This command takes the local database
mylocaldb and pushes it to the database at
DATABASE_URL on the app
sushi. To prevent accidental data overwrites and loss, the remote database must be empty. You will be prompted to
pg:reset a remote database that is not empty.
Usage of the
PGPASSWORD for your local database is also supported for
pg:push, just like for the
Heroku Postgres has a lot more Postgres commands, you can have a look at them here.
To use PostgreSQL as your database in Python applications you will need to use the
$ pip3 install psycopg2-binary
And use this package to connect to
DATABASE_URL in your code.
import os import psycopg2 DATABASE_URL = os.environ['DATABASE_URL'] conn = psycopg2.connect(DATABASE_URL, sslmode='require') # Creating a cursor (a DB cursor is an abstraction, meant for data set traversal) cur = conn.cursor() # Executing your PostgreSQL query cur.execute("SELECT table_name from column_name") # In order to make the changes to the database permanent, we now commit our changes conn.commit() # We have committed the necessary changes and can now close out our connection cur.close() conn.close()
dj-database-url package using
$ pip3 install dj-database-url
💡 Note: Be sure to add
dj-database-url to your
requirements.txt file as well.
Then add the following to the bottom of
import dj_database_url DATABASES['default'] = dj_database_url.config(conn_max_age=600, ssl_require=True)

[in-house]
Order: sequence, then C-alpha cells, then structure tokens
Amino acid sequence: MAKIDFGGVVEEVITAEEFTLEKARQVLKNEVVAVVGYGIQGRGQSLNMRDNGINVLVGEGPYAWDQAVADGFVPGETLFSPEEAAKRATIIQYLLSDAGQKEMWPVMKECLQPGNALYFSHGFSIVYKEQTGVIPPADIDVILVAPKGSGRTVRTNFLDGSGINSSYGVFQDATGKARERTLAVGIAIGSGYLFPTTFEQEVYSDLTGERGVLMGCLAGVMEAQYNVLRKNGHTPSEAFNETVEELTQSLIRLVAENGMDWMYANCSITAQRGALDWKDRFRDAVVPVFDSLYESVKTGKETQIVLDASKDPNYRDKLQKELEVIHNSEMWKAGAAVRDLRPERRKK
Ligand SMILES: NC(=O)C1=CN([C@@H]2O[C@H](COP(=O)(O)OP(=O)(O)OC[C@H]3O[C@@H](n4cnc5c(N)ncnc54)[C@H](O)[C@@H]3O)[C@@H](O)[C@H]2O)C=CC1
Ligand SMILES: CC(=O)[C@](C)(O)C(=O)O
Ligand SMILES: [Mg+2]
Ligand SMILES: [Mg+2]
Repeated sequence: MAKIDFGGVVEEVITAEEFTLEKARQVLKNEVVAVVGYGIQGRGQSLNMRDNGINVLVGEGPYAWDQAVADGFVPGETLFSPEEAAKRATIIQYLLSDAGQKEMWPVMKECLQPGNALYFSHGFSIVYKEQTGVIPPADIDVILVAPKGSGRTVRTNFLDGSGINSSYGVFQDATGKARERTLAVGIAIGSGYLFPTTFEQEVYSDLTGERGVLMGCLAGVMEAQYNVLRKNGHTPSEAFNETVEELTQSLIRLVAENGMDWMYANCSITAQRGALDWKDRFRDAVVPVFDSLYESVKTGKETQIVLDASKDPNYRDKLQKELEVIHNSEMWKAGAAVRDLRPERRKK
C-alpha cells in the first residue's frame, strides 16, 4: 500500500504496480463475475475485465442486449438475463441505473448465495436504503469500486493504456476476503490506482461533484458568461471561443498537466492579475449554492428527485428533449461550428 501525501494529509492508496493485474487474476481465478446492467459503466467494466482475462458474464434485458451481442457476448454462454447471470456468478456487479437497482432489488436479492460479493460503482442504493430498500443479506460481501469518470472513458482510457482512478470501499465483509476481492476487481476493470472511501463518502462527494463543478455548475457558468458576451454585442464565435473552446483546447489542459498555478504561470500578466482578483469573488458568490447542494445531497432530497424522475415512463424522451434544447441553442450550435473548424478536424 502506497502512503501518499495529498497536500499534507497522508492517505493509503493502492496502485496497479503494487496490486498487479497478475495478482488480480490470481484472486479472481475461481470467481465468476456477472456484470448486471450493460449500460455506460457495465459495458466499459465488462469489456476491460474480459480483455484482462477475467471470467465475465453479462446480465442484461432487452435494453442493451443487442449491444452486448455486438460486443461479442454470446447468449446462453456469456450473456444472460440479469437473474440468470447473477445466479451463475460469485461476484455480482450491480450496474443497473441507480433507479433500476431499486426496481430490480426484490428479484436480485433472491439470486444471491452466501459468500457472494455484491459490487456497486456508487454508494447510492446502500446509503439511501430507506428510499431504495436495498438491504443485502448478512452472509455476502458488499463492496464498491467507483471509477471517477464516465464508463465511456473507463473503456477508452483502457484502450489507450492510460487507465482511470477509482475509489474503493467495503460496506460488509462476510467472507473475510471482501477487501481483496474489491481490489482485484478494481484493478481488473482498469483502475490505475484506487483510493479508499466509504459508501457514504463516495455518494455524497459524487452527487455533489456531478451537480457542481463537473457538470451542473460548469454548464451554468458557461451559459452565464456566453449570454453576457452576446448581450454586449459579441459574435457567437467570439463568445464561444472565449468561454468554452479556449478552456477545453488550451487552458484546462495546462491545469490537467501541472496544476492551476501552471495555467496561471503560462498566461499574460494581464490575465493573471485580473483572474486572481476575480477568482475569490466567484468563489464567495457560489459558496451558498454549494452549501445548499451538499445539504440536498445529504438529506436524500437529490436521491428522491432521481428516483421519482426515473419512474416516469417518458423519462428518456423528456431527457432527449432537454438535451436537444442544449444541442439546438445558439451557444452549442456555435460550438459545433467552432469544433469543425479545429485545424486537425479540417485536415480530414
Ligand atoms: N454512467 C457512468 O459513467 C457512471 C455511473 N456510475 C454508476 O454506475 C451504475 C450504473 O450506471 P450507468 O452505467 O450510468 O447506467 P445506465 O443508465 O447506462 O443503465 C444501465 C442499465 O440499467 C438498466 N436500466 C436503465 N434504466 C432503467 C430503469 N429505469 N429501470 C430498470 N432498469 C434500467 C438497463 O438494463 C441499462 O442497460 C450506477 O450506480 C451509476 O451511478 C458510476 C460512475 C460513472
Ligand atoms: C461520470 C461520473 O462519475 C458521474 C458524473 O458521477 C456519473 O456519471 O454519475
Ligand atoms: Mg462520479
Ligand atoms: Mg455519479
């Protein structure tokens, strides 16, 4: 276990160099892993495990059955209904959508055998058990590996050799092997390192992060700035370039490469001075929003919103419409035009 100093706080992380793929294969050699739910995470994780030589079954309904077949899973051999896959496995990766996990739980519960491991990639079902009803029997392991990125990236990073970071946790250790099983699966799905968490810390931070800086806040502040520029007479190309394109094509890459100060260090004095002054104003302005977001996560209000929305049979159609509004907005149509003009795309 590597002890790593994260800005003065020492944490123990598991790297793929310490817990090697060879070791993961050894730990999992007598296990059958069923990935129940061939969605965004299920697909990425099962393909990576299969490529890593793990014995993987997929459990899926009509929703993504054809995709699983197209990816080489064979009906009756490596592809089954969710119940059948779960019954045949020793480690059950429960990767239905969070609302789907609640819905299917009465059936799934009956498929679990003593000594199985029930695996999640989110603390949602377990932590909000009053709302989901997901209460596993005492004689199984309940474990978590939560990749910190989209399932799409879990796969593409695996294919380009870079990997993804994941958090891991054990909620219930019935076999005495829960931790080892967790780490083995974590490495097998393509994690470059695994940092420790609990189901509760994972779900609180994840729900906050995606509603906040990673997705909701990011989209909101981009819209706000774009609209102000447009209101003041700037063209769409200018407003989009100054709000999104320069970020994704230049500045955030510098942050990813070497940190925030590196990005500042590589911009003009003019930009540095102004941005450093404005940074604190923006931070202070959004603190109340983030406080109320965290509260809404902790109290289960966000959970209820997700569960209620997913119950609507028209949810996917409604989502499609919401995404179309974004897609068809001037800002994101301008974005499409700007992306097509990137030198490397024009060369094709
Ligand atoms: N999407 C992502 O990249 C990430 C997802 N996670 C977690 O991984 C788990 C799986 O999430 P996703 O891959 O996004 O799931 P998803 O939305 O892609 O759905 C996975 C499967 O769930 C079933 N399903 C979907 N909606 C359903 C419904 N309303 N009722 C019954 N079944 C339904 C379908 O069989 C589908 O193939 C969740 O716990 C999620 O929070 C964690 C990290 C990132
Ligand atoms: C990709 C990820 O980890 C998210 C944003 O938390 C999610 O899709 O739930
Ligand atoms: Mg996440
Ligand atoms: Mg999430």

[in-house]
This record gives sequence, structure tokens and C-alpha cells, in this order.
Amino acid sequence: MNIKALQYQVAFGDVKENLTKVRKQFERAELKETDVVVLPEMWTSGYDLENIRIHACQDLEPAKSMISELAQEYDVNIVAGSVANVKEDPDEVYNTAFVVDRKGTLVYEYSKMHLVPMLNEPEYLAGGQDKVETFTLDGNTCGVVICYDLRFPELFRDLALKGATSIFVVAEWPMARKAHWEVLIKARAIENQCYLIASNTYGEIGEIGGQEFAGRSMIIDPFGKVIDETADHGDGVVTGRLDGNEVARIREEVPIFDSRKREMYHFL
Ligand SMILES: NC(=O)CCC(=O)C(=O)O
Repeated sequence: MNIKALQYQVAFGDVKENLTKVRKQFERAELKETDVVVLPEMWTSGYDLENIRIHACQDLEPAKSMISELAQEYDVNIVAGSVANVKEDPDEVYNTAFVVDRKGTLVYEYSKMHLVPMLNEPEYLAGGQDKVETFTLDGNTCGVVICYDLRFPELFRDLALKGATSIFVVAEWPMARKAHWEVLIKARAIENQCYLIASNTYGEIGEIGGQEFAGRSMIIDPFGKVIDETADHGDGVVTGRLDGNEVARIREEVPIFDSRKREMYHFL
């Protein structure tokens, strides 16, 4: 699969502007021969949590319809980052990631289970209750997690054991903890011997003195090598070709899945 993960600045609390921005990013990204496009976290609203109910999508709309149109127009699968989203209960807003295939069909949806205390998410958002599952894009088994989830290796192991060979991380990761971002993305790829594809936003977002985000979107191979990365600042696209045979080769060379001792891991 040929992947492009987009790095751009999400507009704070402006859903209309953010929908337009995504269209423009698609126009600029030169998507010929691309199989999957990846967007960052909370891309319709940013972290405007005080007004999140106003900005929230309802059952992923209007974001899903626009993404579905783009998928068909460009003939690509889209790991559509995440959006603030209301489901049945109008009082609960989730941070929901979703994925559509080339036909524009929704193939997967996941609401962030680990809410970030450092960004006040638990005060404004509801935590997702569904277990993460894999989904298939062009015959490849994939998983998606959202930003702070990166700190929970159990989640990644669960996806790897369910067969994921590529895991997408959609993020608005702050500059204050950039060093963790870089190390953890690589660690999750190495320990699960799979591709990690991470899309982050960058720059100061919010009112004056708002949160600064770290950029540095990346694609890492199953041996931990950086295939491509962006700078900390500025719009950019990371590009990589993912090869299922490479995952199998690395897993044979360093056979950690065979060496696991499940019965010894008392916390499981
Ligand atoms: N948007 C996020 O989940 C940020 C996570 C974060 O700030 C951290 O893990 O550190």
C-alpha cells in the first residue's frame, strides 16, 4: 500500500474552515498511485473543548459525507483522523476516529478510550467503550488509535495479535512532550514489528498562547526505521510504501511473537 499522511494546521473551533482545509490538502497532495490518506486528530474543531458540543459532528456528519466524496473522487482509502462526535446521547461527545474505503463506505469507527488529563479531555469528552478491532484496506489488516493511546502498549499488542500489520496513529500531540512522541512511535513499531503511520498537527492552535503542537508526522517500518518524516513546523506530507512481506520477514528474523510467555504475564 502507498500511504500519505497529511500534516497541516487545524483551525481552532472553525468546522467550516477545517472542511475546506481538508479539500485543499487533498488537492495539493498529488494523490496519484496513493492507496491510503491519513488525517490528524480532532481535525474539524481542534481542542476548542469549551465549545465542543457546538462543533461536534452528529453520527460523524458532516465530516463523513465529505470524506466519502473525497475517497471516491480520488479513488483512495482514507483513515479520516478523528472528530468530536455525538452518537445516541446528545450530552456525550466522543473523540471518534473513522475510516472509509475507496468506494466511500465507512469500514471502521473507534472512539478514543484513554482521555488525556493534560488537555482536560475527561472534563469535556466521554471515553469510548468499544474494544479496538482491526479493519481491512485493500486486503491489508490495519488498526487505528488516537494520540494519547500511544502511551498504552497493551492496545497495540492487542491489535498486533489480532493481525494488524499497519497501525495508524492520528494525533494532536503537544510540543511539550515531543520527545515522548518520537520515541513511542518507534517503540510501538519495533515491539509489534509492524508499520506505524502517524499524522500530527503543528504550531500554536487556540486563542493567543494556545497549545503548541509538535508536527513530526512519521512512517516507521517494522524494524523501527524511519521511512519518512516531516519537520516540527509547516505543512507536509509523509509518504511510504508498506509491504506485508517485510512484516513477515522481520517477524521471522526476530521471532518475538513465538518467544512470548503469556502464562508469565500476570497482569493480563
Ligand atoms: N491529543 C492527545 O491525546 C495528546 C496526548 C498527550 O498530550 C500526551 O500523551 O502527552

This will parse the values of the
DATABASE_URL environment variable and convert them to something Django can understand.
At this point, your bot is not yet running. You still need to:
Log in to Heroku > Heroku dashboard > Choose your app > Resources > Edit > Enable worker > Confirm
💡 Note: The free version of Heroku gives you
550 hours of dyno usage each month.
Everything the bot prints (including stacktraces when it crashes) goes to the Heroku log, which you can view with this command:
However, this displays only about 100 lines. In order to view the logs in real time, use the command:
heroku logs -t
To use the bot, type:
The first part, i.e. "!dict" is not case sensitive.
The bot will then give you the Oxford Dictionary (or Urban Dictionary; if the word does not exist in the Oxford Dictionary) definition of the word as a comment reply.
!dict what is love
Baby, dont hurt me~ Dont hurt me~ no more.
Dude1: Bruh, what is love? Dude2: Baby, dont hurt me, dont hurt me- no more! Dude1: dafuq?
Beep boop. I am a bot. If there are any issues, contact my Master
Want to make a similar reddit bot? Check out: GitHub
Make sure you are calling the bot correctly. It is:
The first part, i.e. "!dict" is not case sensitive.
The bot may be down due to maintenance. But, I'll try to keep the down-time as low as possible
I might have ran out of dynos for the month ;__;